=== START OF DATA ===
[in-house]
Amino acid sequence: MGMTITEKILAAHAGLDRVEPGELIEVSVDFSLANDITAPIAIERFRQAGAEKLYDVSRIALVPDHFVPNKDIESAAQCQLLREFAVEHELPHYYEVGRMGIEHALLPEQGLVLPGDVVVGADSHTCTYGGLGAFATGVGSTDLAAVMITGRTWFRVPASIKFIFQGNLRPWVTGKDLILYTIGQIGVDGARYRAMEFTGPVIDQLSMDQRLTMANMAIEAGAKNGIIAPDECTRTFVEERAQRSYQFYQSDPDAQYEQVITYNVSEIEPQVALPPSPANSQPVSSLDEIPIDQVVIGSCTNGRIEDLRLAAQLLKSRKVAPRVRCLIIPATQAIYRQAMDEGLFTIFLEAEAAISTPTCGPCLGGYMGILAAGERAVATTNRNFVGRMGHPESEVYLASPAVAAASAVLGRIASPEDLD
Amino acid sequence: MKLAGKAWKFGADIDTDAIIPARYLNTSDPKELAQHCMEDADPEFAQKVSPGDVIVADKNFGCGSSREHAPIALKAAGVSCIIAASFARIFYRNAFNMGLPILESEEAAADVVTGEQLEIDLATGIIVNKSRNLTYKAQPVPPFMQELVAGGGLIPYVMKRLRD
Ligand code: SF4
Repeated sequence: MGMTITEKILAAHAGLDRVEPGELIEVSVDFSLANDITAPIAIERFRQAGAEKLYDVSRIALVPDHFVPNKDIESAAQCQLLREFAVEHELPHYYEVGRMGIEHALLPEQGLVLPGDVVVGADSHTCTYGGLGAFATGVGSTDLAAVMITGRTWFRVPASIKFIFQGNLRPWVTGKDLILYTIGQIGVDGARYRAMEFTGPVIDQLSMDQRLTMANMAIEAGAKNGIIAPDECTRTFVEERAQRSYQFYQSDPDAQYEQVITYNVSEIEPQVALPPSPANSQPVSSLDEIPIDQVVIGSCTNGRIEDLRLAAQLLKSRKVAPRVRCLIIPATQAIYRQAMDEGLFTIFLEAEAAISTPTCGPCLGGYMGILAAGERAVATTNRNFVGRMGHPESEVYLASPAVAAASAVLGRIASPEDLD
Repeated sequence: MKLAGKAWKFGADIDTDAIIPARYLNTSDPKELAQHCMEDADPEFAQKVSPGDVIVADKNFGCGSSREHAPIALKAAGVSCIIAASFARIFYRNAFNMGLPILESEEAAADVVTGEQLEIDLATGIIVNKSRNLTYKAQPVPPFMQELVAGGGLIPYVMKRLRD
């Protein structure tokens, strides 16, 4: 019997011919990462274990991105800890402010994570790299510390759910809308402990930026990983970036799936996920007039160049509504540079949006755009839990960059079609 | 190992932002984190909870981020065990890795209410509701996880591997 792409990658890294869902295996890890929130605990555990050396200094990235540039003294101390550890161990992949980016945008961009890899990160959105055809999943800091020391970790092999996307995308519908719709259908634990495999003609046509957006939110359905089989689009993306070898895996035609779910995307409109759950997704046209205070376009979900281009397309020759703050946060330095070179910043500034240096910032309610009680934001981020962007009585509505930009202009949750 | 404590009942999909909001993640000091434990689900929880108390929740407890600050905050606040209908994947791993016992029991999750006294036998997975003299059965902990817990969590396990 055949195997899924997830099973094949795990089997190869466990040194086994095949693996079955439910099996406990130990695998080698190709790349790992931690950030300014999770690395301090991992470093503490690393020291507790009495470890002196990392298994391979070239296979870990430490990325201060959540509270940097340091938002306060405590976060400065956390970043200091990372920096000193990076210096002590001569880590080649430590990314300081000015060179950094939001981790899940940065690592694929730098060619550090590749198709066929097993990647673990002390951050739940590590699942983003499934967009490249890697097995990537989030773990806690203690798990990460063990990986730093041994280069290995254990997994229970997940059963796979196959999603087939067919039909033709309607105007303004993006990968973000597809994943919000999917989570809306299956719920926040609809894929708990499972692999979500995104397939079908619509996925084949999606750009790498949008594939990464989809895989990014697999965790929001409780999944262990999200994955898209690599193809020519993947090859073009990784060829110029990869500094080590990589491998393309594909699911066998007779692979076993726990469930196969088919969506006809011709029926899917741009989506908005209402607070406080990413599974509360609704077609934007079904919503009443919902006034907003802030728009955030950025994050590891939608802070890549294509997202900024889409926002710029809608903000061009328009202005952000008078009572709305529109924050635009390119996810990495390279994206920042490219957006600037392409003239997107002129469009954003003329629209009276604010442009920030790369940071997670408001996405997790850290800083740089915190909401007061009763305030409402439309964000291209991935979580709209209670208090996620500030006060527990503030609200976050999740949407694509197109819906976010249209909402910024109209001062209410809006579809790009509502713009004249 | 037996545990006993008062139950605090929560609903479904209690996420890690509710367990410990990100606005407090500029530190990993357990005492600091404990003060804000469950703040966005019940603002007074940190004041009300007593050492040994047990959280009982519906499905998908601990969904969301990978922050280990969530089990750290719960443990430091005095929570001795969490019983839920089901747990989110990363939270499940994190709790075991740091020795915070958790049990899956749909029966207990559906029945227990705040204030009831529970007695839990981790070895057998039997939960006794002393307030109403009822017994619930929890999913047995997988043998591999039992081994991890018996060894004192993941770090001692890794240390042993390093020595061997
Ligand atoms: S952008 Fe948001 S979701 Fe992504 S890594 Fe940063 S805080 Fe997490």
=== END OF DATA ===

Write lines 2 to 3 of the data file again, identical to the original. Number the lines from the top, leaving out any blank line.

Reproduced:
Amino acid sequence: MGMTITEKILAAHAGLDRVEPGELIEVSVDFSLANDITAPIAIERFRQAGAEKLYDVSRIALVPDHFVPNKDIESAAQCQLLREFAVEHELPHYYEVGRMGIEHALLPEQGLVLPGDVVVGADSHTCTYGGLGAFATGVGSTDLAAVMITGRTWFRVPASIKFIFQGNLRPWVTGKDLILYTIGQIGVDGARYRAMEFTGPVIDQLSMDQRLTMANMAIEAGAKNGIIAPDECTRTFVEERAQRSYQFYQSDPDAQYEQVITYNVSEIEPQVALPPSPANSQPVSSLDEIPIDQVVIGSCTNGRIEDLRLAAQLLKSRKVAPRVRCLIIPATQAIYRQAMDEGLFTIFLEAEAAISTPTCGPCLGGYMGILAAGERAVATTNRNFVGRMGHPESEVYLASPAVAAASAVLGRIASPEDLD
Amino acid sequence: MKLAGKAWKFGADIDTDAIIPARYLNTSDPKELAQHCMEDADPEFAQKVSPGDVIVADKNFGCGSSREHAPIALKAAGVSCIIAASFARIFYRNAFNMGLPILESEEAAADVVTGEQLEIDLATGIIVNKSRNLTYKAQPVPPFMQELVAGGGLIPYVMKRLRD